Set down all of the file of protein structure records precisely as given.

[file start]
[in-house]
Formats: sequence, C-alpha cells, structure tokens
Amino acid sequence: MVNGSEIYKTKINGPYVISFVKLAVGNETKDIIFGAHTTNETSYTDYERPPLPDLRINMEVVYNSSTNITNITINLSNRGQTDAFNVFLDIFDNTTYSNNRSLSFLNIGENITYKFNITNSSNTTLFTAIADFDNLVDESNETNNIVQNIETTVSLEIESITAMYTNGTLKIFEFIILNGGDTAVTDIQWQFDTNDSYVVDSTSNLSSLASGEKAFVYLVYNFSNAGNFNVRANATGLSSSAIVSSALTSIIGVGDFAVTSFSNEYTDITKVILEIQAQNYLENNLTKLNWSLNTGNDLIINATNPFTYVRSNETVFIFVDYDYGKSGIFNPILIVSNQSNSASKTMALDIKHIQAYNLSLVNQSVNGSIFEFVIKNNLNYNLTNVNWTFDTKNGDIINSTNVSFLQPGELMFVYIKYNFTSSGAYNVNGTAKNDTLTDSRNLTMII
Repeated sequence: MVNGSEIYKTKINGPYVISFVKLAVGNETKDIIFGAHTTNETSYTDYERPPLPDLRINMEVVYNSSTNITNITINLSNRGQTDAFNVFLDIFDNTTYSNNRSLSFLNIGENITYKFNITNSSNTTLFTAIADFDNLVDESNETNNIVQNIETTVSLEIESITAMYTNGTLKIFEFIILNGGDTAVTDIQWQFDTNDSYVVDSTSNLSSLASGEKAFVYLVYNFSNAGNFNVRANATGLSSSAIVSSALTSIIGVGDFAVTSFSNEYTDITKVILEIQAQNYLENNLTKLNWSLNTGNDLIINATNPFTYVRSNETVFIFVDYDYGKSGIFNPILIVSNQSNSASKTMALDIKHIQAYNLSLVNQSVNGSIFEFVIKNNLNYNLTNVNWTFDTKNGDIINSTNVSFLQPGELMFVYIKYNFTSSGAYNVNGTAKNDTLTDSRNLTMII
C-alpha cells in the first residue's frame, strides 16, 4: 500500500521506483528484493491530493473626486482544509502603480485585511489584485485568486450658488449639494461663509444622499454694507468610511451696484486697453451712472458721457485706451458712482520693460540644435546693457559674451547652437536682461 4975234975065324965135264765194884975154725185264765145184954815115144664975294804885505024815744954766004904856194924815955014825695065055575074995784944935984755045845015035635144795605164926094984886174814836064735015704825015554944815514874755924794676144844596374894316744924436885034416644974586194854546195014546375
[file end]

[in-house]
Formats: sequence, C-alpha cells, structure tokens
Amino acid sequence: MVNGSEIYKTKINGPYVISFVKLAVGNETKDIIFGAHTTNETSYTDYERPPLPDLRINMEVVYNSSTNITNITINLSNRGQTDAFNVFLDIFDNTTYSNNRSLSFLNIGENITYKFNITNSSNTTLFTAIADFDNLVDESNETNNIVQNIETTVSLEIESITAMYTNGTLKIFEFIILNGGDTAVTDIQWQFDTNDSYVVDSTSNLSSLASGEKAFVYLVYNFSNAGNFNVRANATGLSSSAIVSSALTSIIGVGDFAVTSFSNEYTDITKVILEIQAQNYLENNLTKLNWSLNTGNDLIINATNPFTYVRSNETVFIFVDYDYGKSGIFNPILIVSNQSNSASKTMALDIKHIQAYNLSLVNQSVNGSIFEFVIKNNLNYNLTNVNWTFDTKNGDIINSTNVSFLQPGELMFVYIKYNFTSSGAYNVNGTAKNDTLTDSRNLTMII
Repeated sequence: MVNGSEIYKTKINGPYVISFVKLAVGNETKDIIFGAHTTNETSYTDYERPPLPDLRINMEVVYNSSTNITNITINLSNRGQTDAFNVFLDIFDNTTYSNNRSLSFLNIGENITYKFNITNSSNTTLFTAIADFDNLVDESNETNNIVQNIETTVSLEIESITAMYTNGTLKIFEFIILNGGDTAVTDIQWQFDTNDSYVVDSTSNLSSLASGEKAFVYLVYNFSNAGNFNVRANATGLSSSAIVSSALTSIIGVGDFAVTSFSNEYTDITKVILEIQAQNYLENNLTKLNWSLNTGNDLIINATNPFTYVRSNETVFIFVDYDYGKSGIFNPILIVSNQSNSASKTMALDIKHIQAYNLSLVNQSVNGSIFEFVIKNNLNYNLTNVNWTFDTKNGDIINSTNVSFLQPGELMFVYIKYNFTSSGAYNVNGTAKNDTLTDSRNLTMII
C-alpha cells in the first residue's frame, strides 16, 4: 500500500521506483528484493491530493473626486482544509502603480485585511489584485485568486450658488449639494461663509444622499454694507468610511451696484486697453451712472458721457485706451458712482520693460540644435546693457559674451547652437536682461 4975234975065324965135264765194884975154725185264765145184954815115144664975294804885505024815744954766004904856194924815955014825695065055575074995784944935984755045845015035635144795605164926094984886174814836064735015704825015554944815514874755924794676144844596374894316744924436885034416644974586194854546195014546375